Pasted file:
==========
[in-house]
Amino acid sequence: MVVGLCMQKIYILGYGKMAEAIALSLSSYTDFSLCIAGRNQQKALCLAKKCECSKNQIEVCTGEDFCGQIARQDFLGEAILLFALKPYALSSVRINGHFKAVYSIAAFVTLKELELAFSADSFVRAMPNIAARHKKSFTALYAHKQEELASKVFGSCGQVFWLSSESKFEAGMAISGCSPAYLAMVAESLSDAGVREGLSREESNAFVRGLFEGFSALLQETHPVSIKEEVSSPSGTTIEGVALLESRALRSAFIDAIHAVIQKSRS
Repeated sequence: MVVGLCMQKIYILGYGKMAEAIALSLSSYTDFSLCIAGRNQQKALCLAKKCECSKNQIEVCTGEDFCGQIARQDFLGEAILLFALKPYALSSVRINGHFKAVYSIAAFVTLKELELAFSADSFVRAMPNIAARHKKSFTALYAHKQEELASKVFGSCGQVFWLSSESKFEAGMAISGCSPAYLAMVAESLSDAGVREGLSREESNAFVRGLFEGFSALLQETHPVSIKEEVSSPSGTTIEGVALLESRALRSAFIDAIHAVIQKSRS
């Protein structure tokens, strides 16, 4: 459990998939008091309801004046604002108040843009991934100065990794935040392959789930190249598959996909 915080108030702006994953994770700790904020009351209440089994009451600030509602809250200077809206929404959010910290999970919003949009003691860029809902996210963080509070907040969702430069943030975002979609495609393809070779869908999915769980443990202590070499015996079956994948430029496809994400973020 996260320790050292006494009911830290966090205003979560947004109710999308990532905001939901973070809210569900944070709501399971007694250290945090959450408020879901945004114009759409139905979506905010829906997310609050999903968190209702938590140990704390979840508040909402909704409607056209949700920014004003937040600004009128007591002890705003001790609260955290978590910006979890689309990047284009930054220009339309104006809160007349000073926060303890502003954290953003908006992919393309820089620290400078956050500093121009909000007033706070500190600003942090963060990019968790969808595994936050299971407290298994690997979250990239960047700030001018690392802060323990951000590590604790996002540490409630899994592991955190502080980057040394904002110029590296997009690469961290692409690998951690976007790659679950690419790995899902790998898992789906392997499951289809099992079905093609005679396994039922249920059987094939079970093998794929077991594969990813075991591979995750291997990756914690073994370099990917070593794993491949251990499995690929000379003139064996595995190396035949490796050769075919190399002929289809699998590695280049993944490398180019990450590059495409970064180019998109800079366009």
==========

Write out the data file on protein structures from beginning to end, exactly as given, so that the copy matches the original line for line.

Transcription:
[in-house]
Amino acid sequence: MVVGLCMQKIYILGYGKMAEAIALSLSSYTDFSLCIAGRNQQKALCLAKKCECSKNQIEVCTGEDFCGQIARQDFLGEAILLFALKPYALSSVRINGHFKAVYSIAAFVTLKELELAFSADSFVRAMPNIAARHKKSFTALYAHKQEELASKVFGSCGQVFWLSSESKFEAGMAISGCSPAYLAMVAESLSDAGVREGLSREESNAFVRGLFEGFSALLQETHPVSIKEEVSSPSGTTIEGVALLESRALRSAFIDAIHAVIQKSRS
Repeated sequence: MVVGLCMQKIYILGYGKMAEAIALSLSSYTDFSLCIAGRNQQKALCLAKKCECSKNQIEVCTGEDFCGQIARQDFLGEAILLFALKPYALSSVRINGHFKAVYSIAAFVTLKELELAFSADSFVRAMPNIAARHKKSFTALYAHKQEELASKVFGSCGQVFWLSSESKFEAGMAISGCSPAYLAMVAESLSDAGVREGLSREESNAFVRGLFEGFSALLQETHPVSIKEEVSSPSGTTIEGVALLESRALRSAFIDAIHAVIQKSRS
């Protein structure tokens, strides 16, 4: 459990998939008091309801004046604002108040843009991934100065990794935040392959789930190249598959996909 915080108030702006994953994770700790904020009351209440089994009451600030509602809250200077809206929404959010910290999970919003949009003691860029809902996210963080509070907040969702430069943030975002979609495609393809070779869908999915769980443990202590070499015996079956994948430029496809994400973020 996260320790050292006494009911830290966090205003979560947004109710999308990532905001939901973070809210569900944070709501399971007694250290945090959450408020879901945004114009759409139905979506905010829906997310609050999903968190209702938590140990704390979840508040909402909704409607056209949700920014004003937040600004009128007591002890705003001790609260955290978590910006979890689309990047284009930054220009339309104006809160007349000073926060303890502003954290953003908006992919393309820089620290400078956050500093121009909000007033706070500190600003942090963060990019968790969808595994936050299971407290298994690997979250990239960047700030001018690392802060323990951000590590604790996002540490409630899994592991955190502080980057040394904002110029590296997009690469961290692409690998951690976007790659679950690419790995899902790998898992789906392997499951289809099992079905093609005679396994039922249920059987094939079970093998794929077991594969990813075991591979995750291997990756914690073994370099990917070593794993491949251990499995690929000379003139064996595995190396035949490796050769075919190399002929289809699998590695280049993944490398180019990450590059495409970064180019998109800079366009």